What is it that makes real classic TV? Flippy hair (Charlie’s Angels)? Shoulder pads (Dynasty)? A 1974 red Ford Torino (Starsky & Hutch)? A hokey sub-lounge theme song (The Love Boat)? An Anglo-French midget excitedly yelling “De plane! De plane!” (Fantasy Island)? Or some subtle combination of these elements that that schmuck who wrote Middlemarch could never have cooked up in a hundred years? Who knows? The networks didn’t. “Get rid of the little guy,” advised an NBC exec after the Fantasy Island pilot. Eventually Spelling did, but only after Hervé Villechaize demanded as much per episode as Ricardo Montalbán and hung on his trailer door a sign saying The Doctor of Sex. From The Mod Squad on, he gradually figured it out: new young talent but with a presiding father-figure type to hook the older crowd and plenty of room for starry guest shots. Charlie’s Angels was the ne plus ultra of the formula: three hot chicks at work, but you never saw their boss—i.e., that could be you, Mister Average Couch Potato, those gals are running around for.
We don’t really have popular culture anymore, so much as a fragmented market crowded with expertly segmented, mutually hostile opposing camps of various forms of unpopular popular culture. Spelling was one of the last masters of universal pop culture—shows offering fun for young and old. He discovered a ton of new stars—from Farrah Fawcett to Shannen Doherty—and gave a lot of older players a grand last hurrah—from John Forsythe to Joan Collins—and resurrected most of Hollywood’s Golden Age for somewhat improbable guest shots on The Love Boat: Lana Turner, Douglas Fairbanks Jr., Ginger Rogers, Don Ameche, Lillian Gish.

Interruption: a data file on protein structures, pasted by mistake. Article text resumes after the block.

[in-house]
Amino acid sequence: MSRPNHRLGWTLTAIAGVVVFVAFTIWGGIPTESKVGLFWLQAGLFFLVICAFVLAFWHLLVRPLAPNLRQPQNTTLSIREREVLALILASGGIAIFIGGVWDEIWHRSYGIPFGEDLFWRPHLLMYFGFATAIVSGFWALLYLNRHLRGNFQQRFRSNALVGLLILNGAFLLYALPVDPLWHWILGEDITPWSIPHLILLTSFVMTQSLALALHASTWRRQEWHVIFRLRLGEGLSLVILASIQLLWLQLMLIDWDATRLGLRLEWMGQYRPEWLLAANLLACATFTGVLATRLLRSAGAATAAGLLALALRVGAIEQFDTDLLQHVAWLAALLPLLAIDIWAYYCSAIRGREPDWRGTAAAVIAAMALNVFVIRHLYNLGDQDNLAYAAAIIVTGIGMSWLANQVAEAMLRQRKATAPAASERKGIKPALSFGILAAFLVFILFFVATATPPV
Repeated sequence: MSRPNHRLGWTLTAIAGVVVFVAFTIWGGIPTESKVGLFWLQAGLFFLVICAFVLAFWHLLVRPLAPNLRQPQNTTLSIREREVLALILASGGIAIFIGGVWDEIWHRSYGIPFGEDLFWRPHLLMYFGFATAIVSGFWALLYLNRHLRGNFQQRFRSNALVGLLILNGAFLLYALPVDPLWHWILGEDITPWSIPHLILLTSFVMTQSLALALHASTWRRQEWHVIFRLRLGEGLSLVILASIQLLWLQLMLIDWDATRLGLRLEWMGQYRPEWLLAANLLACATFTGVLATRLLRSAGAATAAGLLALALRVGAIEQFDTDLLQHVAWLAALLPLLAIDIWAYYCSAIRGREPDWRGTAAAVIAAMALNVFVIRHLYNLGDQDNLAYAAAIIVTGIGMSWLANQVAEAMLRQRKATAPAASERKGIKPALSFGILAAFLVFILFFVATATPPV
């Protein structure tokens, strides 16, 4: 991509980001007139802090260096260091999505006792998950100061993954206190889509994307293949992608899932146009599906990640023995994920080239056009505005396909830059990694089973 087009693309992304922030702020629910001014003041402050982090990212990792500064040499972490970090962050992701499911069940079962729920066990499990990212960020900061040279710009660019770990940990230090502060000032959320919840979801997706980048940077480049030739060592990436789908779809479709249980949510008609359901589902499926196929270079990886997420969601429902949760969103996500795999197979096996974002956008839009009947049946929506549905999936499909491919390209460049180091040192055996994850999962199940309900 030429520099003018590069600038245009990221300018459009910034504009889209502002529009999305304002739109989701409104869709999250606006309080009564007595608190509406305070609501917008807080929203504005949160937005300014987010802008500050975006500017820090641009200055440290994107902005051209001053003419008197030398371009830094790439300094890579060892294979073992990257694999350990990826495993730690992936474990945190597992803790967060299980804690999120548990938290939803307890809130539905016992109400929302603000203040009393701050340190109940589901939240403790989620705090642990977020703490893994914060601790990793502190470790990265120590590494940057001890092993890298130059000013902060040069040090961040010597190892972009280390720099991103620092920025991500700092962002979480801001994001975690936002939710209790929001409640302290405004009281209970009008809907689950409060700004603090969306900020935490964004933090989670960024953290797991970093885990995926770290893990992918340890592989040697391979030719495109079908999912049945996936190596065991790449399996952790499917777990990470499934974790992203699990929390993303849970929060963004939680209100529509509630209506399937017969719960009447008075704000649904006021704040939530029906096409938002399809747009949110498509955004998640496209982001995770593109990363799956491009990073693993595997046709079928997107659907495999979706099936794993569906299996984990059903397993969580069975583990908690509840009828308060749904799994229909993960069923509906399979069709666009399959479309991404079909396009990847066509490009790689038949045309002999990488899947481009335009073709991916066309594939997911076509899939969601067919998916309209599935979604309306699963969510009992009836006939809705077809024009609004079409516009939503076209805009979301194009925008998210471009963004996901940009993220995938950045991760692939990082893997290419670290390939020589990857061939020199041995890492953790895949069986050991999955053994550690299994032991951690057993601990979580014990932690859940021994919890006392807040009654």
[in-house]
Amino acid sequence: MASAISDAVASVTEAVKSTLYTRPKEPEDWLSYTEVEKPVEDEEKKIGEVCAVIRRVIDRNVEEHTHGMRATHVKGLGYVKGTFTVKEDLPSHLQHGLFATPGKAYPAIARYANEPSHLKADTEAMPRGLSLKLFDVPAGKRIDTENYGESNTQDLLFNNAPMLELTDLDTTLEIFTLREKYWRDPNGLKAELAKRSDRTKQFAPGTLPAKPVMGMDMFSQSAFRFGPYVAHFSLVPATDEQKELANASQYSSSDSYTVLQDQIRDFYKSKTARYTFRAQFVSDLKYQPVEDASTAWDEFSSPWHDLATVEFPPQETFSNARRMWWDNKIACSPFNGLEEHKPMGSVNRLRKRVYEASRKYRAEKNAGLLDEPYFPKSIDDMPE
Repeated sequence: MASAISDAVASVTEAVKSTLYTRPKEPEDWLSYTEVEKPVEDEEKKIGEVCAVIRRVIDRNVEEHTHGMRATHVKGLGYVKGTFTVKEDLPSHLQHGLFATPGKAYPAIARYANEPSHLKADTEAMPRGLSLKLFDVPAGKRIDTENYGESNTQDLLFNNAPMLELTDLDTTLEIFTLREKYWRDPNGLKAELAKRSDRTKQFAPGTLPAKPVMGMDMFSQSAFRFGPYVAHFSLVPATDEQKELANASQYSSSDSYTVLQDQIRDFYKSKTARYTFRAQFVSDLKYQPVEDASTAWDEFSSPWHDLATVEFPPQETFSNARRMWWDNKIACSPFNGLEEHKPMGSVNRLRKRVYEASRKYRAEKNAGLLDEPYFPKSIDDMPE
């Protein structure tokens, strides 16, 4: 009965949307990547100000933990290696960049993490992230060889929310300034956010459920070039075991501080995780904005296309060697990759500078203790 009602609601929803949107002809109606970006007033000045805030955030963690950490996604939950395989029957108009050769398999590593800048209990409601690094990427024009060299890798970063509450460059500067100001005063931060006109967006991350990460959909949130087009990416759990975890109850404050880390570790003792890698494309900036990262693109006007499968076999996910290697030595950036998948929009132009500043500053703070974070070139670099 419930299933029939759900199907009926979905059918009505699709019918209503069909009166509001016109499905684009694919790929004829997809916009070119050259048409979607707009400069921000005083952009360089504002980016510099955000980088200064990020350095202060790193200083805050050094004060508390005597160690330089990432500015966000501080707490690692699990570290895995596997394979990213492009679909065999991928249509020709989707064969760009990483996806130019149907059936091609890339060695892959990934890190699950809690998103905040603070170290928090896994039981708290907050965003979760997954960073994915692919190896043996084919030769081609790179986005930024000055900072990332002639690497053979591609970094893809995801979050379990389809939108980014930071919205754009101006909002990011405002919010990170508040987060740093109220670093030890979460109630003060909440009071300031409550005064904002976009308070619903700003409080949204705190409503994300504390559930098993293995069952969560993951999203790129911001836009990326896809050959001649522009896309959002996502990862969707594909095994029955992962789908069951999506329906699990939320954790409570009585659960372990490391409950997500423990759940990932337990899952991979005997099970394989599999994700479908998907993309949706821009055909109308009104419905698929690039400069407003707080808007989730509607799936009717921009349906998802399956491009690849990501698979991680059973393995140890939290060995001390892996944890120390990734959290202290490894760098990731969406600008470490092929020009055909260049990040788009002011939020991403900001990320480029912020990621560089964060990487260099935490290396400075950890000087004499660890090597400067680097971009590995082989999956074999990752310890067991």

Not so long ago, I happened to catch the tail end of Tales of Manhattan (1942), which I vaguely recalled having enjoyed on a rainy afternoon when I was nine or so. It’s about a rental tuxedo that gets passed from Charles Boyer to Henry Fonda to Edward G. Robinson and so on. Apparently it was Aaron Spelling’s favorite childhood movie, the one he never forgot, and the one whose principal elements—fancy clothes, star guests, multiple plots—stand for much of his oeuvre, as Spelling Enterprises rented out its tux from Gene Barry in Burke’s Law to Robert Wagner in Hart to Hart to Charlton Heston in The Colbys. T. J. Hooker and Starsky & Hutch varied the look a little, but those long woolly cardigans of Paul Michael Glaser started a fashion craze on both sides of the Atlantic. I was in a bar in London about twelve years ago when a predatory woman of a certain age said that even now what turned her on the most were “men in Starsky cardies.” I don’t mind being manacled upside down and flayed with a cat-o’-nine-tails, but some tastes are just too kinky.